However, I strongly feel that as a country we should emphasise vocational training rather than university education.

In SA, we have an obsession with university education.

‘We have an abundance of fertile land in this country yet people go hungry and food is expensive because people don't see farming as a lucrative income earning opportunity.’ Picture: Ian Landsberg

A couple of things happen there. There is a high degree of failure, resulting on less than 30% of people who go to university actually graduating.

Secondly, universities are not actually providing the practical skills that the economy can absorb. Remember that universities in SA are largely academic in nature. What the economy needs are people who have skills and can do things NOW.

Q: What needs to be done to bolster employment and create opportunities?

When I was elected president of the Durban Chamber of Commerce last year, I said that government and corporates cannot create jobs fast enough to deal with our increasing unemployment problem.

I advocated for an Entrepreneurial Revolution. When one studies leading developed economies in the world, they are characterised by a high level of self employment and the SMME sector accounts for 70% of jobs created in leading developed economies.

We don't have an Entrepreneurial Culture in South Africa and therefore we continue to remain job-seekers rather than job creators.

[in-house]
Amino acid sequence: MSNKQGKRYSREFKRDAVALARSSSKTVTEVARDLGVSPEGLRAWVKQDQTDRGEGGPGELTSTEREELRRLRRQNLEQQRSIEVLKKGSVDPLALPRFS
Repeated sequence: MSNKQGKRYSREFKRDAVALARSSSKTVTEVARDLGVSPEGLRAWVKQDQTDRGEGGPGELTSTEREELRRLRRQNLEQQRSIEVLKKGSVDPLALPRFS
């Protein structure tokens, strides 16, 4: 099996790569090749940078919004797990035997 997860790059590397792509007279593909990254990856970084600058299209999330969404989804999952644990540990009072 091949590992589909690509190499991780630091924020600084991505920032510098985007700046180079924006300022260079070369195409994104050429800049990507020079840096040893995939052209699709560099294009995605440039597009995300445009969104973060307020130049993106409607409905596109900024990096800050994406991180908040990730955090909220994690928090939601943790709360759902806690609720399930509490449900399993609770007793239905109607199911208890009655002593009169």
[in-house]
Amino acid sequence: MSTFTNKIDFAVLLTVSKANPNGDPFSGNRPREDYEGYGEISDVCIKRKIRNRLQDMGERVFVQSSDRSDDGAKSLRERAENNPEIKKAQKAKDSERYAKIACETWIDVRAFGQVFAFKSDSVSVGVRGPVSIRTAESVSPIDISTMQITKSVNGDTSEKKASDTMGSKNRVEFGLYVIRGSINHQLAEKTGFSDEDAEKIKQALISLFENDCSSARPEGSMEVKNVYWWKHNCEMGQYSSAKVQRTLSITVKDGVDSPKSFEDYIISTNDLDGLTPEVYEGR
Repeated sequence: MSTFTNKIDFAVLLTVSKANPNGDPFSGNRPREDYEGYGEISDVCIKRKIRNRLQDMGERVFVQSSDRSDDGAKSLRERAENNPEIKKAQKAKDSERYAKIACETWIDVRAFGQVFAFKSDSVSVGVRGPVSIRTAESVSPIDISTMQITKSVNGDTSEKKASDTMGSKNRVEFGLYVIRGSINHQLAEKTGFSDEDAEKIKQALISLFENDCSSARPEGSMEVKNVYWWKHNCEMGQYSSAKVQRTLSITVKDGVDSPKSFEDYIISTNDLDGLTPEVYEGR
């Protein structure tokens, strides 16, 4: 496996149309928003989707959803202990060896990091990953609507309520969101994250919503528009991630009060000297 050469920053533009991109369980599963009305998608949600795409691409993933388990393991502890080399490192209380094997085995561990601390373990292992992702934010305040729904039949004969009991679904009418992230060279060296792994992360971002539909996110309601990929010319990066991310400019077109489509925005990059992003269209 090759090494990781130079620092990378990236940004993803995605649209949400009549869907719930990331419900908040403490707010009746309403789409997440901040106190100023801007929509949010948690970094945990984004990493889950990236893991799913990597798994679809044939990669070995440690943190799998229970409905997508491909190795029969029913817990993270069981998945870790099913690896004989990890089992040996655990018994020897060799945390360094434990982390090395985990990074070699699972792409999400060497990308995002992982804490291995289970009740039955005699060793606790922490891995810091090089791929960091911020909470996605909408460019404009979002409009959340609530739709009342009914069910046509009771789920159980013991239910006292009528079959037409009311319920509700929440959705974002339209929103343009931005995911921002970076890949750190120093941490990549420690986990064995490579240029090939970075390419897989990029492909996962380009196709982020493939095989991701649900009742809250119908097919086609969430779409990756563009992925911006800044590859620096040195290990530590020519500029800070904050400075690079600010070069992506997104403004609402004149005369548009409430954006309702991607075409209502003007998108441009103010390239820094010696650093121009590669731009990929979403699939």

We have so many challenges in this country and people can earn a living solving these problems. We have an abundance of fertile land in this country, yet people go hungry and food is expensive because people don't see farming as a lucrative income-earning opportunity.

We need to reframe our mind about how we look to earn a living. We must not only look at earning a salary or wage. We must look at income earning opportunities by using our skill sets to provide services to multiple organisations or individuals.

The Gig economy post the Covid-19 pandemic is gaining traction. Due to the 4th and 5th Industrial Revolutions and the advent of globalisation, we can find many jobs all over the world that can be executed right here from SA. Websites like and and hundreds of others offer many income-earning opportunities.

We should have compulsory internship or apprenticeships in the country on a minimum stipend basis in order for youth to get work experience. The lack of experience is the primary reason young people can't access to jobs or start their own businesses.

Q: Are we seeing more young people leaving our shores for better opportunities beyond our borders, why is this happening?

A: I think its primarily the middle class and upper middle class that are doing that because they can afford to do that. This sector of the population is doing it as they see no future for themselves as a result of BEE, Affirmation Action, they migrate to economically more lucrative areas than SA or a general need to see the world.

The poor and most vulnerable don't have the option of moving overseas unless they are sponsored.

* The views expressed here are not necessarily those of Independent Media or IOL.